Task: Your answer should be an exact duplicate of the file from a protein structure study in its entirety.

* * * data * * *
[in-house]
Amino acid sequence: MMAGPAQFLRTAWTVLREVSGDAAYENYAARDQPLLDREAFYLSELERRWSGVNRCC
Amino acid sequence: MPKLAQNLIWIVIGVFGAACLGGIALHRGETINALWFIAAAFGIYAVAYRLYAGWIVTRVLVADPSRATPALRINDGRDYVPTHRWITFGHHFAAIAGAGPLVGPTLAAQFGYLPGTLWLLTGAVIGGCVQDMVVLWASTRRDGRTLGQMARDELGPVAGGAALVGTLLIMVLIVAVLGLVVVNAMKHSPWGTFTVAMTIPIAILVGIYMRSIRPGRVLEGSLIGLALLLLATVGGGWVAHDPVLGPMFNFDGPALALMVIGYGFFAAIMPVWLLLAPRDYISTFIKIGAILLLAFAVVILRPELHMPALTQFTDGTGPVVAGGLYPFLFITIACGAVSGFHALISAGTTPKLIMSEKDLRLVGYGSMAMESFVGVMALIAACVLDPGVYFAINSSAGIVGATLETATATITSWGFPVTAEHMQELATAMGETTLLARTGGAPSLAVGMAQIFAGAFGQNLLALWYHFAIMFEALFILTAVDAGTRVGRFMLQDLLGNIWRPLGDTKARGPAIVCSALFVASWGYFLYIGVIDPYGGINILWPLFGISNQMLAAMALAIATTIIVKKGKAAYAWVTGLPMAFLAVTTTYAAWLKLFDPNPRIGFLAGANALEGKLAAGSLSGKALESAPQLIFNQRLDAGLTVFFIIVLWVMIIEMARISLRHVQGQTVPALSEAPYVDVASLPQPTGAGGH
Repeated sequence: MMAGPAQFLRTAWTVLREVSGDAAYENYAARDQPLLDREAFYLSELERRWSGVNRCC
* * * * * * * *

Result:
[in-house]
Amino acid sequence: MMAGPAQFLRTAWTVLREVSGDAAYENYAARDQPLLDREAFYLSELERRWSGVNRCC
Amino acid sequence: MPKLAQNLIWIVIGVFGAACLGGIALHRGETINALWFIAAAFGIYAVAYRLYAGWIVTRVLVADPSRATPALRINDGRDYVPTHRWITFGHHFAAIAGAGPLVGPTLAAQFGYLPGTLWLLTGAVIGGCVQDMVVLWASTRRDGRTLGQMARDELGPVAGGAALVGTLLIMVLIVAVLGLVVVNAMKHSPWGTFTVAMTIPIAILVGIYMRSIRPGRVLEGSLIGLALLLLATVGGGWVAHDPVLGPMFNFDGPALALMVIGYGFFAAIMPVWLLLAPRDYISTFIKIGAILLLAFAVVILRPELHMPALTQFTDGTGPVVAGGLYPFLFITIACGAVSGFHALISAGTTPKLIMSEKDLRLVGYGSMAMESFVGVMALIAACVLDPGVYFAINSSAGIVGATLETATATITSWGFPVTAEHMQELATAMGETTLLARTGGAPSLAVGMAQIFAGAFGQNLLALWYHFAIMFEALFILTAVDAGTRVGRFMLQDLLGNIWRPLGDTKARGPAIVCSALFVASWGYFLYIGVIDPYGGINILWPLFGISNQMLAAMALAIATTIIVKKGKAAYAWVTGLPMAFLAVTTTYAAWLKLFDPNPRIGFLAGANALEGKLAAGSLSGKALESAPQLIFNQRLDAGLTVFFIIVLWVMIIEMARISLRHVQGQTVPALSEAPYVDVASLPQPTGAGGH
Repeated sequence: MMAGPAQFLRTAWTVLREVSGDAAYENYAARDQPLLDREAFYLSELERRWSGVNRCC